“I want to share the message of hope – there is a way out”

Hume Police District chief inspector Brendan Bernie presents to the large crowd at the Crookwell Drug and Ice Forum. Photo: Mariam Koslay
Hume Police District chief inspector Brendan Bernie presents to the large crowd at the Crookwell Drug and Ice Forum. Photo: Mariam Koslay

There was a contagious message of hope at the Drug and Ice Forum last week.

The Crookwell District Hospital Wellness Centre was packed with residents who, by the end of the night, walked away having learned something new.

A police officer, a doctor, representatives of Narcotics Anonymous and Pathways, and the mother of an ice user all spoke on the long-lasting impacts of ice. 

The crowd, including MP Pru Goward, was not afraid to participate with speakers throughout the night. 

“In regional NSW the possession and use of amphetamines increase every year ... with the trend looking to continue,” Hume Police District chief inspector Brendan Bernie said on the night.

“[Ice] has a lasting effect on the whole community.”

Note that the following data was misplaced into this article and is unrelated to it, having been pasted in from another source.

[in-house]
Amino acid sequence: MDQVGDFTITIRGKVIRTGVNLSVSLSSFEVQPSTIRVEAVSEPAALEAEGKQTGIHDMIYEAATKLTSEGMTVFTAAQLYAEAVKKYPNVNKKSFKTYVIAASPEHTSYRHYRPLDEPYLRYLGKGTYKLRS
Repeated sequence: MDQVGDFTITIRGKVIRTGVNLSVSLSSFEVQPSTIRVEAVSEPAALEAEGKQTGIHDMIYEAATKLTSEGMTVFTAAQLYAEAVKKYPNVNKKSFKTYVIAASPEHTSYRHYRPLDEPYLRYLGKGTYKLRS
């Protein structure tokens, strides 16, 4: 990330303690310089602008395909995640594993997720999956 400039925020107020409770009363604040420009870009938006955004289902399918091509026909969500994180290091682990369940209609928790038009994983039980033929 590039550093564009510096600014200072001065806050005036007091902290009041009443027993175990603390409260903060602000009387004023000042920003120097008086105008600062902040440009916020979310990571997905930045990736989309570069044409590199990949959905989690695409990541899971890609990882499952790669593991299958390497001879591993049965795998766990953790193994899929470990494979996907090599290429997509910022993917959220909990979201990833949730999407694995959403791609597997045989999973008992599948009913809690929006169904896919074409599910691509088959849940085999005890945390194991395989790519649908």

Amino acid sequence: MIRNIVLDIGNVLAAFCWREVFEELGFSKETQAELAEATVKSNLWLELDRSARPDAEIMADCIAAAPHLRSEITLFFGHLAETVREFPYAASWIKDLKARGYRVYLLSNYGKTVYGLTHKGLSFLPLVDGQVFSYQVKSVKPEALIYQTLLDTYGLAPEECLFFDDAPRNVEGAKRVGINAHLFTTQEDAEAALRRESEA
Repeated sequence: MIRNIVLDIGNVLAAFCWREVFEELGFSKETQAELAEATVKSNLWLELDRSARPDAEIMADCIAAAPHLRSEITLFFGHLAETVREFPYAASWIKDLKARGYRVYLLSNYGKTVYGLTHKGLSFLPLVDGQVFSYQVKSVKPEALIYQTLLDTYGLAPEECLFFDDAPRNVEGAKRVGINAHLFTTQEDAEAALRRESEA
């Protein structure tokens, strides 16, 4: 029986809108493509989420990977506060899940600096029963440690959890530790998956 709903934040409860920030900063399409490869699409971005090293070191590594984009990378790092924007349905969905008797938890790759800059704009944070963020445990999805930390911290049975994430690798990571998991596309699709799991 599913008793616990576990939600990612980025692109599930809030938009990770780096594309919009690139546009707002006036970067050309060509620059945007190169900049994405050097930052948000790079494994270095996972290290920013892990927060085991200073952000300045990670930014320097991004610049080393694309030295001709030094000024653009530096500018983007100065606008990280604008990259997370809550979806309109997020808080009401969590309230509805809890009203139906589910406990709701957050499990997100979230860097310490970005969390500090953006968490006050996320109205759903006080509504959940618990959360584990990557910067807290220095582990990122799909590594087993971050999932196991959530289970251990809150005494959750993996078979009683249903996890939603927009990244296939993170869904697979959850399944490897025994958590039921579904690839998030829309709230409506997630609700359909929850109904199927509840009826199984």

Pathways treatment and support program representative Carol Sharp said the current was to minimise harm associated with drug use.

Covering Crookwell, Braidwood, Yass and Gunning, Pathways offers family support, education, legal and employment support. 

Over the past two years, 15 clients have entered the residential rehabilitation for ice related issues in the region.

In an emotional speech, a Narcotics Anonymous (NA) representative spoke of his own experience using ice and the gripping addiction he was unable to shake off. 

“I never intended on being an addict,” he said to the silent crowd.

“The ice addiction destroyed my life and took everything that I loved until I was living on the streets of Kings Cross, paranoid and alone.”

He said the NA meetings had helped him significantly over the years. 

“I want to share the message of hope: there is a way out.” 

Crookwell Hospital Community Consultation Committee member Jo Agostini said the night was well-attended and -received on all accounts

“It’s essential for people in the community, especially young people, to learn about the impacts of prohibited drugs,” Ms Agostini said.

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